Gabriel Conroy The main character, a teacher and part-time book reviewer. He contemplates life, death, and Irish identity.
Gretta Conroy Gabriel's wife. Her revelation of a past love prompts Gabriel's reflections.
Kate Morkan and Julia Morkan Gabriel's aunts. They are elderly sisters who host the annual Christmas party.
Mary Jane Morkan Niece of Kate and Julia Morkan.
Lily The caretaker's daughter.
Molly Ivors A long-time acquaintance of the family who confronts Gabriel about his political leanings.
Mr Browne The only Protestant guest at the party.
Freddy Malins An alcoholic and friend of the family.
Mrs Malins Freddy Malins' mother.
Bartell D'Arcy A tenor whose song triggers Gretta's memories of a past love.

Bibliography for Dubliners —
The Dead

Author Title Type
Blanco Outon, Cristina. "Two Connecting Aspects between James Joyce's 'A Little Cloud,' 'Clay,' 'A Painful Case' and 'The Dead'." in: BELLS Barcelona English Language and Literature Studies 6 (1995), p.23-30. Article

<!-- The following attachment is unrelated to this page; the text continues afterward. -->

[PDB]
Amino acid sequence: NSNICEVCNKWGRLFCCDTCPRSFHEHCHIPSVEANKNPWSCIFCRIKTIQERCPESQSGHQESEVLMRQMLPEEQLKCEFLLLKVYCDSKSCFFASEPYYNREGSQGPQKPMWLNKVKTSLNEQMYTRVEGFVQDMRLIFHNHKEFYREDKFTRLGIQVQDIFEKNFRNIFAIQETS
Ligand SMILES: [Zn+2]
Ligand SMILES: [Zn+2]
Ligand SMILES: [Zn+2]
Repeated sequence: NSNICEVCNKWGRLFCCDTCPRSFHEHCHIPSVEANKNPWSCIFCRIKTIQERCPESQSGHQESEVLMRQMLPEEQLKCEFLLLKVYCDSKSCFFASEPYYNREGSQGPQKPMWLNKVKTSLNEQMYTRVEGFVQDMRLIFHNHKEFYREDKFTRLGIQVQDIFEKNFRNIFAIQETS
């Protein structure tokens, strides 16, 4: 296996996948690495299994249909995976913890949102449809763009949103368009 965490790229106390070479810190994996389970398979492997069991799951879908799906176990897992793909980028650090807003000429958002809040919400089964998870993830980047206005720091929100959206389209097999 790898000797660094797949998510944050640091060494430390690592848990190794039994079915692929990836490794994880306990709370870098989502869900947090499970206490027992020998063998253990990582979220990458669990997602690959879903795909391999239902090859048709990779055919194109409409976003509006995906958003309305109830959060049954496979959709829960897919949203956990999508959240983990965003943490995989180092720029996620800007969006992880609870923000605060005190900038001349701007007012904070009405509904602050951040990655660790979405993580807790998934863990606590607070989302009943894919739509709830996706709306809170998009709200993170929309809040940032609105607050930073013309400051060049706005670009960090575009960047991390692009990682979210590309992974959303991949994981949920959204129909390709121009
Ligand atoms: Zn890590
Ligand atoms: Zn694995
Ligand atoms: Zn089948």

Brown, Richard. "'As if a man were author of himself': Literature, Mourning and Masculinity in 'The Dead' and Ulysses," in: Masculinities in Joyce. Eds. Christine van Boheemen / Colleen Lamos. Amsterdam: Rodopi, 2001, p.73-92 (= European Joyce Studies 10). Article
Foran, Jack. "The Strange Sentence in 'The Dead'," in: MLN 113.5 (December 1998) (= Comparative Literature Issue), p.1151-1159. Article
Gana, Nouri. "The Poetics of Mourning: The Tropologic of Prosopopoeia in Joyce's 'The Dead'," in: American Imago 60.2 (Summer 2003), p.159-178. Article
Gerber, R. J. "'The Walken Dead': James Joyce's 'The Dead'," a musical play, book by Richard Nelson, music by Shaun Davey," in: JJQ 36.2 (1999), p.340-347. Article
Gibbons, Luke. "'The Cracked Looking Glass' Of Cinema: James Joyce, John Huston, and the Memory of 'The Dead'," in: The Yale Journal of Criticism 15.1 (Spring 2002), p.127-148. Article
Hederman, Patrick Mark. "'The Dead' Revisited," in: The Crane Bag, 2.1/2 (1977), p.29-38. Article
Hart, Clive. James Joyce and the Making of 'The Dead'. Gerrards Cross (Colin Smythe) 1980. Book
Ingersoll, E. G. "The Gender of Travel in 'The Dead'," in: JJQ 30.1 (1992), p.41. Article
Jones, A. A. "Linking lost voices: reading 'he Dead'," in: International Journal of Psychoanalysis 80.1 (1999), p.133-142. Article